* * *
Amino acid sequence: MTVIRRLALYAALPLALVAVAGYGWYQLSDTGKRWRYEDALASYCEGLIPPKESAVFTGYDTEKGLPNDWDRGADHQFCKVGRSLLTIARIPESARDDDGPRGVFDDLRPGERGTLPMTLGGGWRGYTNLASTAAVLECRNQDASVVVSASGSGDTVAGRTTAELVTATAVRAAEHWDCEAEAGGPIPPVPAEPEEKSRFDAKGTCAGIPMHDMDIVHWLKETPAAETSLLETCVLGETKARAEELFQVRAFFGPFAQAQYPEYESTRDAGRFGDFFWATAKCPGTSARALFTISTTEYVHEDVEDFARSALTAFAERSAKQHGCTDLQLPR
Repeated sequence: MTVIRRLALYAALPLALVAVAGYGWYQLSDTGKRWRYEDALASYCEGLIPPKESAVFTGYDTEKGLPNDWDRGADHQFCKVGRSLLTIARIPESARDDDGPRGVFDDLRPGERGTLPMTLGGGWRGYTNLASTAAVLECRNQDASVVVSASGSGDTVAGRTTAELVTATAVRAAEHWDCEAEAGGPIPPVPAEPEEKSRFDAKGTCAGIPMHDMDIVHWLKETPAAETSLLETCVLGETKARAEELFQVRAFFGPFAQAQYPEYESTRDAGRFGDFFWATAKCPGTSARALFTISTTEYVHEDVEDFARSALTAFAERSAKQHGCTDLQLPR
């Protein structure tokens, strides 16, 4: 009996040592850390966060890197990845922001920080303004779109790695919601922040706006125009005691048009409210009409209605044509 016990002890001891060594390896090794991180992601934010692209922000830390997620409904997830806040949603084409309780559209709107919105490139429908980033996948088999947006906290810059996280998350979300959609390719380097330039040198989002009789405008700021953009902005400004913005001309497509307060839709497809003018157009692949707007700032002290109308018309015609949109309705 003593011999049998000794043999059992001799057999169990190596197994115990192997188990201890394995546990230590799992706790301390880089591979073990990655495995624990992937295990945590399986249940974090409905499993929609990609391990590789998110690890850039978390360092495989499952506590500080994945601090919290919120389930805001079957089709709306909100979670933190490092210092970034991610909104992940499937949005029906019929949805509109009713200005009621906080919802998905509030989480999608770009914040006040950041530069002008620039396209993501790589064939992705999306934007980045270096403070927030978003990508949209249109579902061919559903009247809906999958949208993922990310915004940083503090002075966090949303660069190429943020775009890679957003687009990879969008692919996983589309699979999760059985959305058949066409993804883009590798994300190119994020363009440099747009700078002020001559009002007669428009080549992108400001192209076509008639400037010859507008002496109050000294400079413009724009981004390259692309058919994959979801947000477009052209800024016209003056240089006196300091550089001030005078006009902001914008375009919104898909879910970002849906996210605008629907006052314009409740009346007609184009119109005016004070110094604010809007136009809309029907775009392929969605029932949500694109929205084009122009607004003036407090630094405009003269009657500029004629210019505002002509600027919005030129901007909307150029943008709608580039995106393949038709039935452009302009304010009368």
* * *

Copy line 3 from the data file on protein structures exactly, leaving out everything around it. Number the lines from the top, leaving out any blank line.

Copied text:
């Protein structure tokens, strides 16, 4: 009996040592850390966060890197990845922001920080303004779109790695919601922040706006125009005691048009409210009409209605044509 016990002890001891060594390896090794991180992601934010692209922000830390997620409904997830806040949603084409309780559209709107919105490139429908980033996948088999947006906290810059996280998350979300959609390719380097330039040198989002009789405008700021953009902005400004913005001309497509307060839709497809003018157009692949707007700032002290109308018309015609949109309705 003593011999049998000794043999059992001799057999169990190596197994115990192997188990201890394995546990230590799992706790301390880089591979073990990655495995624990992937295990945590399986249940974090409905499993929609990609391990590789998110690890850039978390360092495989499952506590500080994945601090919290919120389930805001079957089709709306909100979670933190490092210092970034991610909104992940499937949005029906019929949805509109009713200005009621906080919802998905509030989480999608770009914040006040950041530069002008620039396209993501790589064939992705999306934007980045270096403070927030978003990508949209249109579902061919559903009247809906999958949208993922990310915004940083503090002075966090949303660069190429943020775009890679957003687009990879969008692919996983589309699979999760059985959305058949066409993804883009590798994300190119994020363009440099747009700078002020001559009002007669428009080549992108400001192209076509008639400037010859507008002496109050000294400079413009724009981004390259692309058919994959979801947000477009052209800024016209003056240089006196300091550089001030005078006009902001914008375009919104898909879910970002849906996210605008629907006052314009409740009346007609184009119109005016004070110094604010809007136009809309029907775009392929969605029932949500694109929205084009122009607004003036407090630094405009003269009657500029004629210019505002002509600027919005030129901007909307150029943008709608580039995106393949038709039935452009302009304010009368």